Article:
In order to identify through which autophagy-related regulators ATF4 regulates autophagy, we measured the mRNA expression of autophagy-related proteins Atg4a, Atg5, Atg6 (Becn1), and Atg7, all important for the production of autophagosome (23), in primary hypothalamic neurons with ATF4 overexpression or inhibition. The mRNA levels of Atg4a and Atg5 were increased by ATF4 inhibition, whereas only Atg5 mRNA levels were inhibited by ATF4 overexpression (Fig. 5A and B). Consistently, Atg5 mRNA levels were increased, with inconsistent changes in other Atgs expression, were observed in the ARC of PAKO mice under either diet (Fig. 5C and D). The ATG5 protein was also similarly regulated by ATF4 in vitro and in vivo (Fig. 5E–H). Because two potential ATF4 binding bZIP sites (A: −1962/−1958 and B: −1321/−1317) were identified on the promoter of ATG5 by the online tool MatInspector (43), we conducted a luciferase activity assay to investigate whether ATF4 can regulate ATG5 transcription by direct binding to these sites. As predicted, overexpression of ATF4 inhibits the promoter activity of ATG5, and the inhibitory effect was abolished by the deletion of the two bZIP sites on the promoter of ATG5 (Fig. 5I). Moreover, ChIP assay showed that the two bZIP sites in the promoter of ATG5 were immunoprecipitated by ATF4 antibodies in the ARC of WT mice (Fig. 5J).
Knockout of ATG5 in POMC Neurons of PAKO Mice Reversed the Lean Phenotype in These Mice Under an HFD
To confirm a role of ATG5 in mediating the effects of ATF4 knockout in POMC neurons, we generated POMC neuron ATF4 and ATG5 DKO mice and maintained them and corresponding control mice on an HFD. Knockout of ATG5 (as confirmed by RT-PCR) largely reversed the effects of ATF4 knockout in POMC neurons on body weight, fat mass component, and abdominal fat mass under an HFD (Fig. 6A–C and E). Moreover, the higher oxygen consumption, energy expenditure, body temperature, serum NE levels, BAT UCP1 expression, and WAT p-HSL protein levels and the lower RER, WAT, and BAT cell volume were also largely reversed by ATG5 knockout in POMC neurons of PAKO mice under an HFD, with no changes in lean mass component, food intake, and physical activity (Fig. 6D and F–N and Supplementary Fig. 10). Furthermore, ATG5 knockout in POMC neurons also attenuated the improved glucose tolerance and leptin sensitivity in PAKO mice under an HFD (Fig. 7 and Supplementary Fig. 11).
The Effect of ATF4 Knockout in POMC Neurons Is Possibly Mediated via Stimulation of ATG5-Dependent Autophagy and α-MSH Production
ATG5 is an important regulator for autophagy (23), and autophagy has been indicated in the regulation of energy homeostasis (15–17,21,41), suggesting that the effect of ATF4 knockout in POMC neurons is possibly mediated via ATG5-dependent autophagy. Autophagy was activated (as demonstrated by the decreased p62 staining) in POMC neurons and non-POMC neurons of PAKO mice under an HFD; however, this increased autophagy was largely reversed by ATG5 knockout (Fig. 8A–C). Furthermore, autophagy affects POMC protein splicing to produce α-MSH (17), a key regulator released to the paraventricular nucleus (PVN) of the hypothalamus controlling energy homeostasis (6,16,17). α-MSH staining, using validated α-MSH antibody (Supplementary Fig. 12), was increased in the PVN of HFD-fed PAKO mice, and the increased α-MSH staining was also reversed by ATG5 knockout (Fig. 8D and E). The processing enzymes prohormone convertase 1 (Pc1/3), prohormone convertase 2 (Pc2), carboxypeptidase E (Cpe), a-amidating monooxygenase (Pam), and prolylcarboxypeptidase (Prcp) are involved in the processing of POMC protein to produce α-MSH, consistently. The expression of Pc2 and Cpe was increased in the hypothalamus of PAKO mice, and the increase was reversed by ATG5 knockout, whereas the expression of the other processing enzymes showed no significant changes (Fig. 8F).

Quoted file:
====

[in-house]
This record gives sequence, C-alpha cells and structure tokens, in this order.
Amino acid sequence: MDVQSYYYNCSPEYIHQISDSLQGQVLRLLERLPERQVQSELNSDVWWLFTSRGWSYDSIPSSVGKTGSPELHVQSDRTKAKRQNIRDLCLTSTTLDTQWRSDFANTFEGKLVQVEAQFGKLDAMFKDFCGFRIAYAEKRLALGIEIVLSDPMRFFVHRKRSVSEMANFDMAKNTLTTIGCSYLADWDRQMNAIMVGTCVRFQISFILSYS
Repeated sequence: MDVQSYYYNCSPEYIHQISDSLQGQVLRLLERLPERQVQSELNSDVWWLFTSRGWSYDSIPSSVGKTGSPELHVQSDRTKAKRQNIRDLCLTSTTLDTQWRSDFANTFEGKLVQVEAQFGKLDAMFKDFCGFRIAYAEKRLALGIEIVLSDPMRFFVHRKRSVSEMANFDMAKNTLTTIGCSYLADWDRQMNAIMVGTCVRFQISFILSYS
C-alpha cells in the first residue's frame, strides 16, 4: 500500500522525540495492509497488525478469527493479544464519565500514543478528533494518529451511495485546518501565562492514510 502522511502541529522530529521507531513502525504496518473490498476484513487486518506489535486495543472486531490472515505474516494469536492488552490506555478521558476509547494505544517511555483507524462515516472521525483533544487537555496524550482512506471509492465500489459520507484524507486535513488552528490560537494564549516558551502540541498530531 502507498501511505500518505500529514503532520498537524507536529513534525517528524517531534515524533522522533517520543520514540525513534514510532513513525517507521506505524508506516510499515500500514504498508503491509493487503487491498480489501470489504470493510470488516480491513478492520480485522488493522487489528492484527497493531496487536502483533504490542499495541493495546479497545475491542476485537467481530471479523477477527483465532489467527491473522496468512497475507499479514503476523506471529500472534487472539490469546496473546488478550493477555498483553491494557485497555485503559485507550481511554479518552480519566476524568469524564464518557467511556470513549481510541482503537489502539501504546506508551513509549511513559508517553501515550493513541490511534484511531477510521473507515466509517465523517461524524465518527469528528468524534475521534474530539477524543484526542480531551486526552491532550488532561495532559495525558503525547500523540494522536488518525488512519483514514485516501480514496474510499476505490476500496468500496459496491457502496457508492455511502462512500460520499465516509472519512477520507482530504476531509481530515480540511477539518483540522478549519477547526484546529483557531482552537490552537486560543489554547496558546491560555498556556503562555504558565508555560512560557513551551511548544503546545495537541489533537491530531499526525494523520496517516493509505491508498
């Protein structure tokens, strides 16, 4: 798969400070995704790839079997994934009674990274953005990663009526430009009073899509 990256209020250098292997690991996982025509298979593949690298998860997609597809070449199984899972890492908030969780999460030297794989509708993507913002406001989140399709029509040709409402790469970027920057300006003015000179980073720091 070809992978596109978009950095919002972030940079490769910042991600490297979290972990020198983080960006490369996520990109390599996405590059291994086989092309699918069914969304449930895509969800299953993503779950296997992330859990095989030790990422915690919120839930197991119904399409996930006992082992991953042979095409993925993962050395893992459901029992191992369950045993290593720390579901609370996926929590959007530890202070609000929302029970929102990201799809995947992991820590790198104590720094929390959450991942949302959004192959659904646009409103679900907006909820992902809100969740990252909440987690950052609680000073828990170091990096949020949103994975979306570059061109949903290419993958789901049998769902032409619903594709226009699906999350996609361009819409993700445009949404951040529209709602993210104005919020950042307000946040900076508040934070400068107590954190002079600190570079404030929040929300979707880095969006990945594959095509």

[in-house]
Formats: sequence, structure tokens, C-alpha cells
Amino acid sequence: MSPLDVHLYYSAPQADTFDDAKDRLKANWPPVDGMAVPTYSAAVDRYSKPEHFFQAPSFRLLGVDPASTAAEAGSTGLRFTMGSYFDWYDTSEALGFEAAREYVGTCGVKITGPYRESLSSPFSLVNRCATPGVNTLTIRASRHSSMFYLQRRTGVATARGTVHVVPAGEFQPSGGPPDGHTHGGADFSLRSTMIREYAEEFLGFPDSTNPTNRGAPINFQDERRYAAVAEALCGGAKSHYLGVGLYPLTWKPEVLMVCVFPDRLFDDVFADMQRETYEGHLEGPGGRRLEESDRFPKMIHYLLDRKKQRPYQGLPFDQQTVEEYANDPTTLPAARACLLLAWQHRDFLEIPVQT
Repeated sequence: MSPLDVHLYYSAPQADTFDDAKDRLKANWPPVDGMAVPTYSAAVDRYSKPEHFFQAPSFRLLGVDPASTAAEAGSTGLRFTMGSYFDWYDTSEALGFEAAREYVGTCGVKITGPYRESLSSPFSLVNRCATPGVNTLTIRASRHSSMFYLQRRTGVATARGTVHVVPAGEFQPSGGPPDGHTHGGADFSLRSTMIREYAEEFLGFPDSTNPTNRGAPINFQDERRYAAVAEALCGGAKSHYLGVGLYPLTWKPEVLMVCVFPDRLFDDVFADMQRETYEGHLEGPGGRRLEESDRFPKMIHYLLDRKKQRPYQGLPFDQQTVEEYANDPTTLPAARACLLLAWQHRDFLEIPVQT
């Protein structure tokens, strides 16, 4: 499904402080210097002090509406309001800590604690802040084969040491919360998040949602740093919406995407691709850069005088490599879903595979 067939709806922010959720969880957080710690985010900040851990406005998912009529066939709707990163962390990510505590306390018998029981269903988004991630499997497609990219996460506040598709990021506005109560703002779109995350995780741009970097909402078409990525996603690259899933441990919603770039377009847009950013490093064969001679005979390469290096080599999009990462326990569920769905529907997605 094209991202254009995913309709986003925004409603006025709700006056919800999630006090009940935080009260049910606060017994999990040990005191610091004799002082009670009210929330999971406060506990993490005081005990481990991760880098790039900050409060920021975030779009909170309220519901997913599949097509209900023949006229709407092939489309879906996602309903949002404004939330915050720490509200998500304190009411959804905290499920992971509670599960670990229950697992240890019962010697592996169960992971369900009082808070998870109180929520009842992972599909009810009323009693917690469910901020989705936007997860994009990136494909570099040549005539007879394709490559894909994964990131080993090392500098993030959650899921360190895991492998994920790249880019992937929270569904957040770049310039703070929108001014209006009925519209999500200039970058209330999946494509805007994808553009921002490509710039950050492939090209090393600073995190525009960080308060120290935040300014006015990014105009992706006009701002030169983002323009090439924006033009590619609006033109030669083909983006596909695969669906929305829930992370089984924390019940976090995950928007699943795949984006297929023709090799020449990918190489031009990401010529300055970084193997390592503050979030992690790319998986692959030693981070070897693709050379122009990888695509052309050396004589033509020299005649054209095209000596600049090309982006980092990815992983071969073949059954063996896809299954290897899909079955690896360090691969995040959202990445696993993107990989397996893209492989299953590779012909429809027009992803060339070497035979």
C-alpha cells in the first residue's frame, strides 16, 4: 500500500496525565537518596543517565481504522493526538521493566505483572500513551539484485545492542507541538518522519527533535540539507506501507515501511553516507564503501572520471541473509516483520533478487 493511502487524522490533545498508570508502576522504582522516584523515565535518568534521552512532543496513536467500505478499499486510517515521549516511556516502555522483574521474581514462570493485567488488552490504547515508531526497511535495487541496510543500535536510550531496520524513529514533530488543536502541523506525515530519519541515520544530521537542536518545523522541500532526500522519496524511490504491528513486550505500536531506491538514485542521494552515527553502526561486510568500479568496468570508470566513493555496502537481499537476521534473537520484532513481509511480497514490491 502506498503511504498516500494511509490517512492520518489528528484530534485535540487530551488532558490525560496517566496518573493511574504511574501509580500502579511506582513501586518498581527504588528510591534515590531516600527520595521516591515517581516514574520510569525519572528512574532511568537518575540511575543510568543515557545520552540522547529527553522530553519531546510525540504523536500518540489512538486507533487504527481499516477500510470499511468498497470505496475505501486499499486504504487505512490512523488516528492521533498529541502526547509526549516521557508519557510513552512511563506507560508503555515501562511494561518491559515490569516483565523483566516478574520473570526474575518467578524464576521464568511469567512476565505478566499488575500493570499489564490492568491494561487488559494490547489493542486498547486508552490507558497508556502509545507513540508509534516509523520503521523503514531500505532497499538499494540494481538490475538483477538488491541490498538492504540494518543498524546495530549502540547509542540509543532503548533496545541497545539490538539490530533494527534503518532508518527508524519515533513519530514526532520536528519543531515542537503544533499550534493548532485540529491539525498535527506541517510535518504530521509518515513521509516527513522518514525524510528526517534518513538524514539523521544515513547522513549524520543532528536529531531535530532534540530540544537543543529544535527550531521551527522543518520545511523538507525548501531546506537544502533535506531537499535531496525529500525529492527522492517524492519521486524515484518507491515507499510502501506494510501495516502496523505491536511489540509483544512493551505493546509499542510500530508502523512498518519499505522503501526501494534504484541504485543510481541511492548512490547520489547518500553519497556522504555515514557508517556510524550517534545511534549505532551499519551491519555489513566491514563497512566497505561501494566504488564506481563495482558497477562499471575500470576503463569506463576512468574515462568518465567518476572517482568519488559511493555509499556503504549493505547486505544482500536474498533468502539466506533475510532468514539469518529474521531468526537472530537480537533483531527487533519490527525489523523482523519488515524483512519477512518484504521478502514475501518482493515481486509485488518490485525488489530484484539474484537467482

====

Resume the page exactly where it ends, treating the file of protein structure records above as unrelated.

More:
Many populations of neurons in the hypothalamus play key roles in metabolic control (1,4). In this study, we demonstrated a novel function for ATF4 expressed in POMC neurons in the regulation of fat mass: deletion of ATF4 in POMC neurons results in a lean phenotype in mice maintained on an NCD and helps to prevent HFD-induced obesity. It suggests that ATF4 in POMC neurons may be a new potential therapeutic target for treating obesity. POMC promoter also drives Cre recombinase expression in the pituitary (6,17), a region also involved in the regulation of metabolism (44), suggesting that signals from pituitary might contribute to the phenotype in PAKO mice. We speculated that, however, the phenotypes observed in PAKO mice were largely caused by ATF4 deletion in POMC neurons, as there were no significant defects in the pituitary–adrenal axis observed in PAKO mice.
Because body fat mass is maintained by a balance between energy intake and energy expenditure (4,34), the lean phenotype in PAKO mice is likely to be caused by increased energy expenditure, as food intake is not changed in PAKO mice. In contrast to the unaltered physical activities in PAKO mice, thermogenesis, another aspect responsible for energy expenditure occurring in BAT via increased UCP expression by activation of SNS (45), was increased in PAKO mice. Consistently, the expression of browning-related genes (6) were also increased in subcutaneous WAT of PAKO mice. These results suggest that the lean phenotype in PAKO mice is caused by the increased thermogenesis. In addition, lipolysis is another factor that regulates the size of fat mass that is also controlled by the activation of the SNS (31,34). Our results showed that the activity of HSL, the key enzyme regulating lipolysis (17,31,34), is increased in WAT of PAKO mice, suggesting increased lipolysis might also contribute to the lean phenotype in PAKO mice. The increased energy expenditure observed in PAKO mice is consistent to that obtained in ATF4 global knockout mice (8,10), which further demonstrates an important role for ATF4 expressed in POMC neurons in the regulation of energy homeostasis.